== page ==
Redshirts by John Scalzi
Redshirts: A Novel with Three Codas
John Scalzi has fast become one of my favorite science fiction writers. My husband first introduced me to his writing via his website, and I’ve picked up a few of his books since then. When I saw that he was writing a novel based on the concept of the “redshirt” from the old Star Trek series, I was excited, and I wasn’t disappointed. Redshirts is a comic send-up of some of the genre’s greatest tropes.
(Description nicked from B&N.com.)
“Ensign Andrew Dahl has just been assigned to the Universal Union Capital Ship Intrepid, flagship of the Universal Union since the year 2456. It’s a prestige posting, and Andrew is thrilled all the more to be assigned to the ship’s Xenobiology laboratory.
Life couldn’t be better…until Andrew begins to pick up on the fact that (1) every Away Mission involves some kind of lethal confrontation with alien forces, (2) the ship’s captain, its chief science officer, and the handsome Lieutenant Kerensky always survive these confrontations, and (3) at least one low-ranked crew member is, sadly, always killed.
Not surprisingly, a great deal of energy below decks is expended on avoiding, at all costs, being assigned to an Away Mission. Then Andrew stumbles on information that completely transforms his and his colleagues’ understanding of what the starship Intrepid really is…and offers them a crazy, high-risk chance to save their own lives.”
I thought about how to describe this novel in a suitably irreverent way, and here’s what came to mind: Take the entirety of the Tropes Wiki and distill it down into a drug. (Whatever you do, do NOT click on that link unless you have nothing better to do today. Seriously.) Throw a party and invite all the novels and movies in the sci-fi/fantasy genre, and then pass out this drug. After several hours, some room of your house will be host to an orgy involving Rosencrantz and Guildenstern Are Dead, Galaxy Quest, and the Thursday Next novels. Redshirts will spring fully formed from this union.
Honestly, this book is about as meta as they come. Scalzi is using the common clichés of the genre to tell a story about circumventing the clichés of the genre, and then within the story, the characters use some of the clichés to their own advantage. It really does remind me a lot of Jasper Ffforde’s Thursday Next series, because the characters are jumping in and out of fictional settings with full knowledge of the fact that they are fictional themselves.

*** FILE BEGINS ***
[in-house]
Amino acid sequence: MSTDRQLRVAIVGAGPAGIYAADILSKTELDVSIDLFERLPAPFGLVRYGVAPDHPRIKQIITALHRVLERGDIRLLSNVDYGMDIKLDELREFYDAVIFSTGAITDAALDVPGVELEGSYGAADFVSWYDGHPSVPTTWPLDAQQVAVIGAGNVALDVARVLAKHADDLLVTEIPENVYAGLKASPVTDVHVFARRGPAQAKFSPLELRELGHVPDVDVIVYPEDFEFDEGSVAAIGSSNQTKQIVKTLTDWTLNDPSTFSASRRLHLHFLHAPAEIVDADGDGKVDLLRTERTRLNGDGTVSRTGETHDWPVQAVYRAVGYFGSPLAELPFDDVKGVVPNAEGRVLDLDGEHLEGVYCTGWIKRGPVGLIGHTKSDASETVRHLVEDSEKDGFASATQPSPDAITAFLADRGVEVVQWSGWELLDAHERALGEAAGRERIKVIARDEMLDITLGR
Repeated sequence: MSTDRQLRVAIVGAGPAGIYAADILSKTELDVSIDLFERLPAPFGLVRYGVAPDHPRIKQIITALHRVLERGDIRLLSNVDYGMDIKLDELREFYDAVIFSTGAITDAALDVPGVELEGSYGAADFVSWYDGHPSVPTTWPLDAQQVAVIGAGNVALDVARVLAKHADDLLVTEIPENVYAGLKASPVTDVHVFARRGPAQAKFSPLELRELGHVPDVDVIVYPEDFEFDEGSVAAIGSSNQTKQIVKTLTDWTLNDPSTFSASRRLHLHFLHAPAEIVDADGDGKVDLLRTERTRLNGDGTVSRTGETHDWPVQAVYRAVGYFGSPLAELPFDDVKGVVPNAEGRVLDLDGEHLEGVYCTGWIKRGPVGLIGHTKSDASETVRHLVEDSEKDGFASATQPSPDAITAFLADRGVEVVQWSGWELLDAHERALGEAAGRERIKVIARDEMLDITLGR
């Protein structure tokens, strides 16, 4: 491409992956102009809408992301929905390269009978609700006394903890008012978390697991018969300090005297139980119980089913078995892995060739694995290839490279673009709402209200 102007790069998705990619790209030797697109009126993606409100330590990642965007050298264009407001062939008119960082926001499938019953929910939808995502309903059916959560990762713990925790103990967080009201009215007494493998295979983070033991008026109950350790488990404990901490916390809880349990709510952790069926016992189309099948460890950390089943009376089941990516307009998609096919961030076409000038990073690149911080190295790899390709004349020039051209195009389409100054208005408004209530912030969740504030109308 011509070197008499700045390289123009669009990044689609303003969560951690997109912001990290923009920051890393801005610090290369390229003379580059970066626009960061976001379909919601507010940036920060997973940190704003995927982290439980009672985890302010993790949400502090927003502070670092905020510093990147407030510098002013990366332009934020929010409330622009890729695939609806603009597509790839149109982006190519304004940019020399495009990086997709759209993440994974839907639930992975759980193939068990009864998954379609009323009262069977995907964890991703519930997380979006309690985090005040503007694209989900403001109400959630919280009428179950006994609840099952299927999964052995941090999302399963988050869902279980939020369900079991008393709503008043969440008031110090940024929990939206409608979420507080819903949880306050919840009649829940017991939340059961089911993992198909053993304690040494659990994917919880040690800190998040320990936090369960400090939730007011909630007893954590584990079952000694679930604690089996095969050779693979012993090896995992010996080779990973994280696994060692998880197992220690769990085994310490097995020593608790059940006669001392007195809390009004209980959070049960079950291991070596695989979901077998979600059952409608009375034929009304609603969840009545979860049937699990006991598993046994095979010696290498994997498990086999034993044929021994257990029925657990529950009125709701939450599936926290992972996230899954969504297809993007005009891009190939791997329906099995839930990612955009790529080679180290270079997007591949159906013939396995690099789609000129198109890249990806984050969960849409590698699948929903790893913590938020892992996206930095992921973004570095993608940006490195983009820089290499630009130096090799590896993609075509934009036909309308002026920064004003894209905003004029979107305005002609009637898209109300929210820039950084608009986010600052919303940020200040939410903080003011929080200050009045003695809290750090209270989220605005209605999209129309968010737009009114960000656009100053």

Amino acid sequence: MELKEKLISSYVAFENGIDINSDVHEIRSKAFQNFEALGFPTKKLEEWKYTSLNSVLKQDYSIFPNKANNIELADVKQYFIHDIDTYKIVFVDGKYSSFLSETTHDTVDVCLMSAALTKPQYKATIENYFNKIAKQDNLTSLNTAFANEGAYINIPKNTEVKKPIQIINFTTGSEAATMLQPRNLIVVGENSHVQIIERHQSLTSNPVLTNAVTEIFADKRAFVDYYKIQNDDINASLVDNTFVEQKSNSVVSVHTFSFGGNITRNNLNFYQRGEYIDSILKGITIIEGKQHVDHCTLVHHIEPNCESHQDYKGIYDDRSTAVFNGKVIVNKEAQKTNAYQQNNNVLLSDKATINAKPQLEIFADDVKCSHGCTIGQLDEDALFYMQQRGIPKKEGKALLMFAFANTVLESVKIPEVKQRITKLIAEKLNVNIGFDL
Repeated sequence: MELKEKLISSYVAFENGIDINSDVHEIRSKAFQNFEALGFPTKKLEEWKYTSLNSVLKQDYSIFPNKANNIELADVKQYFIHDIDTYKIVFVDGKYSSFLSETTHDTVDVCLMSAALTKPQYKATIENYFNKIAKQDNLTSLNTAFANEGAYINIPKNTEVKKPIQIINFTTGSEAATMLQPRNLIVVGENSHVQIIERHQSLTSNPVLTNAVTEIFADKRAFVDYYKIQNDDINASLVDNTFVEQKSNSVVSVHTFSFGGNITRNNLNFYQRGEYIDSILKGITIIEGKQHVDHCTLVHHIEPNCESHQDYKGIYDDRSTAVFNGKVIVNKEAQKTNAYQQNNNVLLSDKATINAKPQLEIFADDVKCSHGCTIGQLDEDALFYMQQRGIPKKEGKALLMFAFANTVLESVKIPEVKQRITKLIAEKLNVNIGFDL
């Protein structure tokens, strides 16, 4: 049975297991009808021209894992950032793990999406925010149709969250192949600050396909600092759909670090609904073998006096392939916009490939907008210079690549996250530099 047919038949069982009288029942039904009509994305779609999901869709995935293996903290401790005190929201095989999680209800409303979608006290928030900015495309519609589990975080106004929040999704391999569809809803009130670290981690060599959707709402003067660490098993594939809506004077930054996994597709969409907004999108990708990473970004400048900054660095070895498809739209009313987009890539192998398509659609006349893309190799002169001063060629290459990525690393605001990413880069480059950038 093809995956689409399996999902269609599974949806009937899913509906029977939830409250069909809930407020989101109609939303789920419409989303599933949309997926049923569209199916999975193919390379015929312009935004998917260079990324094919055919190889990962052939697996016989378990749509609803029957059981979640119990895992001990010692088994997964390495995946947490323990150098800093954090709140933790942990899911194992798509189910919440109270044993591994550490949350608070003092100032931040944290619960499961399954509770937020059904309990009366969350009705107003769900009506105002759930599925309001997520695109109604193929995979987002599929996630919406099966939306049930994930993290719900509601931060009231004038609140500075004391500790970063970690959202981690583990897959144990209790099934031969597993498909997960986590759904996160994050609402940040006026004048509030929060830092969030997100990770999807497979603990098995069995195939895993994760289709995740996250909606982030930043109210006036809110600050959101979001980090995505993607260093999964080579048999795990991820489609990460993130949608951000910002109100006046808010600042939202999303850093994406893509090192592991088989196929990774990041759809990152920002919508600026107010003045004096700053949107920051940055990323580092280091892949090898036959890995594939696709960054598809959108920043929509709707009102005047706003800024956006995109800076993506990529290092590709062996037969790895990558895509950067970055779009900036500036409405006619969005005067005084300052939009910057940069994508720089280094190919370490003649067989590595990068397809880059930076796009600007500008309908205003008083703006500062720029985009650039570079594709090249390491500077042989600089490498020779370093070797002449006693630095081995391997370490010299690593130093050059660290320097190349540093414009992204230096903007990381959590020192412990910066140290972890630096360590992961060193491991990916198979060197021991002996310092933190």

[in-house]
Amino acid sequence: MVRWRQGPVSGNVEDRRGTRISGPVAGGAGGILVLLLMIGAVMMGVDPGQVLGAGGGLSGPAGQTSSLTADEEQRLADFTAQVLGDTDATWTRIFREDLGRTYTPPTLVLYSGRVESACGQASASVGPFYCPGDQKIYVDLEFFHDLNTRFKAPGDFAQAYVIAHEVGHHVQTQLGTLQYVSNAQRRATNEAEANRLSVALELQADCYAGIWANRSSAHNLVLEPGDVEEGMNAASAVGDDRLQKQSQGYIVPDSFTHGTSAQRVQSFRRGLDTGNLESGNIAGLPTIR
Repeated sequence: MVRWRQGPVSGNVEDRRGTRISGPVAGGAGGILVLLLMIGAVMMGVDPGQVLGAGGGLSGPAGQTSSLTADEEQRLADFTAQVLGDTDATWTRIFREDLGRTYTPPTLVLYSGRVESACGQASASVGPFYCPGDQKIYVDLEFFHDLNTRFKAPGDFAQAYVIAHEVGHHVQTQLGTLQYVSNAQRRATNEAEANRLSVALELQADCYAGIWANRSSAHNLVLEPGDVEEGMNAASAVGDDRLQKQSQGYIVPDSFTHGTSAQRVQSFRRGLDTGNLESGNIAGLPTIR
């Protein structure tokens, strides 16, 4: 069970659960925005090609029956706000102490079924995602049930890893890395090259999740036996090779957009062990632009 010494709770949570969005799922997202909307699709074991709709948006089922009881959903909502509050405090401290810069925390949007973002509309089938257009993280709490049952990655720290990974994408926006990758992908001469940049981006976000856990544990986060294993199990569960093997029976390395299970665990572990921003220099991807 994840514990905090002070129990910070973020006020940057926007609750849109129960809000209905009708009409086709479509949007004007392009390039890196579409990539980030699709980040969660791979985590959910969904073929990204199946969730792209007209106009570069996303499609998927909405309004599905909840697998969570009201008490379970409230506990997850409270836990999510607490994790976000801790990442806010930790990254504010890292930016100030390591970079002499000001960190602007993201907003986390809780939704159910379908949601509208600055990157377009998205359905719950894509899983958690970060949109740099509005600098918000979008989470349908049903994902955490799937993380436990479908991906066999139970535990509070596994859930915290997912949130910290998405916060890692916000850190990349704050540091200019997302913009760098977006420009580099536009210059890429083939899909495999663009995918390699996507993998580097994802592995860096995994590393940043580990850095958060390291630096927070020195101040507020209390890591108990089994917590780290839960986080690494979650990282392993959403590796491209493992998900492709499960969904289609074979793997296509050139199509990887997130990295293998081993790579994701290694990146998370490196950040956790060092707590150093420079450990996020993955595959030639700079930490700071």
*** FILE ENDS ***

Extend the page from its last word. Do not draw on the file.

What I enjoy most about this book is the humor. It’s not just humor that focuses on lampooning Star Trek; it also branches out and encompasses the characters and situations created for the book. And it’s not a snarky humor meant to denigrate the genre. It’s an affectionate homage that nonetheless acknowledges how terribly silly those early science fiction shows (and even some shows being produced today) can be. And yet, we love them, regardless. There’s almost a comfort in watching a well-worn storyline play out in a way that we expect and understand. Of course, there’s always a need to challenge convention, but sometimes, campy is okay.
There’s not a lot that I can say about the plot without giving away too much, and I’d rather not spoil the fun for other readers. Let me just say that if you have any nostalgia for the early days of science fiction television, or if you have a show that you follow today, you are going to enjoy this novel. Our summer days are winding down, but you still have a little time to sit by the pool and enjoy some of this wonderfully goofy and irreverent novel. And once you’re done, go and pick up Scalzi’s other novels. Trust me, you won’t be disappointed.
This review appeared on Owlcat Mountain on August 18, 2012.